In most instances the customer should be able to solve the problem. It may simply be a piece of cardboard that is causing an obstruction, which can easily be removed, or perhaps a spare part is required and, if stocked on site, can be quickly replaced by an on-site technician.
3. Remote support
However, for more complex issues a remote support service should be called upon. Quadient offers a dial-up service where technicians offer expert advice and can remotely login to machines on a customer site to track faults and access data. All Quadient packaging systems have built-in sensors throughout and are equipped with video cameras strategically located at key points in the system. Analysis of logged data and captured images allow support engineers to pinpoint the cause of the problem, and in most instances, they can advise on-site technicians on how to resolve the issue.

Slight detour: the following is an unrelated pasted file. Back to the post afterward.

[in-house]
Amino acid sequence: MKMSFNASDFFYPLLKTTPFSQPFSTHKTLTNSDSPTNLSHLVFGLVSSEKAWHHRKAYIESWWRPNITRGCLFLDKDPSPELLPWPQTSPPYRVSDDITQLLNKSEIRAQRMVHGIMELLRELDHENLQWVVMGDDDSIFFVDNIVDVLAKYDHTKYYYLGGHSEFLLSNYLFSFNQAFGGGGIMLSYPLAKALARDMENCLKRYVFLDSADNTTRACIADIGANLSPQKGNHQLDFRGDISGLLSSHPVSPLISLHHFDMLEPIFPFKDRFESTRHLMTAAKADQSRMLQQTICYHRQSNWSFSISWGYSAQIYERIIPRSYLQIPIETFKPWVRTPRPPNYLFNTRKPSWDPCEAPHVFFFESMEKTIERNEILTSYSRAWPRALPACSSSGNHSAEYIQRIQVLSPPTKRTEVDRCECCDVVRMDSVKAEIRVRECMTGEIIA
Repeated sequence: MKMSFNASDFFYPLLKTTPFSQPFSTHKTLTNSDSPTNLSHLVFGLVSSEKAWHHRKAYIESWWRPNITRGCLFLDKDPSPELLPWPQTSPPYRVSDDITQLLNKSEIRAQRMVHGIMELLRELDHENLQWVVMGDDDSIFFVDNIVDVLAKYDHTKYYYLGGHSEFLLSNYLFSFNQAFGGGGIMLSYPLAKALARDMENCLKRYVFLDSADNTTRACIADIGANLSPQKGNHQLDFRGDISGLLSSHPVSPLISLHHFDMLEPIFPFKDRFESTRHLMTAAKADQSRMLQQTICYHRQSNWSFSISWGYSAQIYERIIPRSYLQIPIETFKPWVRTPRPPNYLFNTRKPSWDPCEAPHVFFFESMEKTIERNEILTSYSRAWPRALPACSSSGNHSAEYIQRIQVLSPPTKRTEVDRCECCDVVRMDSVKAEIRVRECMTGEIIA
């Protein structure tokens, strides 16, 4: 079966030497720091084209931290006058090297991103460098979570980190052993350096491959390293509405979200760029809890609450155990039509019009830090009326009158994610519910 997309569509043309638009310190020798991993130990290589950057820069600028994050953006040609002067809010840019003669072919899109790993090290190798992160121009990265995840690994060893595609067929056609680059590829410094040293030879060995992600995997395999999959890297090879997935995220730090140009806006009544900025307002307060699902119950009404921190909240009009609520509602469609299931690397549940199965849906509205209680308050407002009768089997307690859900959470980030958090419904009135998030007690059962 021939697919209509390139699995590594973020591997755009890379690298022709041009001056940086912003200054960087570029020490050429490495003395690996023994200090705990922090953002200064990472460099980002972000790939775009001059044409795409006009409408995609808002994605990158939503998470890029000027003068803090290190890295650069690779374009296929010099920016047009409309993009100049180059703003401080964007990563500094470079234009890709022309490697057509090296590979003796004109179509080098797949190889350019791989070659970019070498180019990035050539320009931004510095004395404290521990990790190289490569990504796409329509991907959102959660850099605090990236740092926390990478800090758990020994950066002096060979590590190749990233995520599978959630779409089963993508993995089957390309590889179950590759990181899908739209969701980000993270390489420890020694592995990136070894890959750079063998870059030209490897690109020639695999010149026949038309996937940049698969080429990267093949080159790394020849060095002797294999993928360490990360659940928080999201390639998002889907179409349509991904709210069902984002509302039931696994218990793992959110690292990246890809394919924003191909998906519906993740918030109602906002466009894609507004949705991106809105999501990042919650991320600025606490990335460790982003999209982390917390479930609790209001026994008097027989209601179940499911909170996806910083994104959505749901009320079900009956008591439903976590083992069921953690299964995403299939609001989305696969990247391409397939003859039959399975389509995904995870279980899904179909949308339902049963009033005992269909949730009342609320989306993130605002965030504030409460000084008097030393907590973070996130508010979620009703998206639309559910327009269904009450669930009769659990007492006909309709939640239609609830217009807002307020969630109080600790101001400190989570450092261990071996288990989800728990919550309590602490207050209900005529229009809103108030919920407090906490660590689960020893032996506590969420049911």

4. Call-out service
If necessary, the issue can be escalated to a service call-out, where a Quadient service engineer is dispatched to the client site. It’s important to understand the level of service support provided by your supplier from the outset. Quadient offers a premium ‘rapid response’ service, within hours – including at weekends. However, most businesses find that a next-day am response is adequate for their needs. Similarly, spare parts can be supplied within 24 hours, so parts held on site can be kept to a minimum.
5. Scheduled maintenance
Of course, scheduled maintenance is of paramount importance and should be carried out by competent, fully qualified service engineers. Quadient insists that expert Quadient engineers carry out regular, scheduled preventative maintenance, which may be three times a year for a system producing 750,000 packages per annum.
However, the most critical factor relating to uptime is to make the right buying decision. Select a system that has proven reliability, which has been engineered to exacting standards, using only the most reliable ‘A’ grade components. In addition, look for a vendor that has invested in developing the technology and that has a track record for achieving excellence.
Confidence in maintaining the highest packaging performance depends on selecting a leader in packaging technology.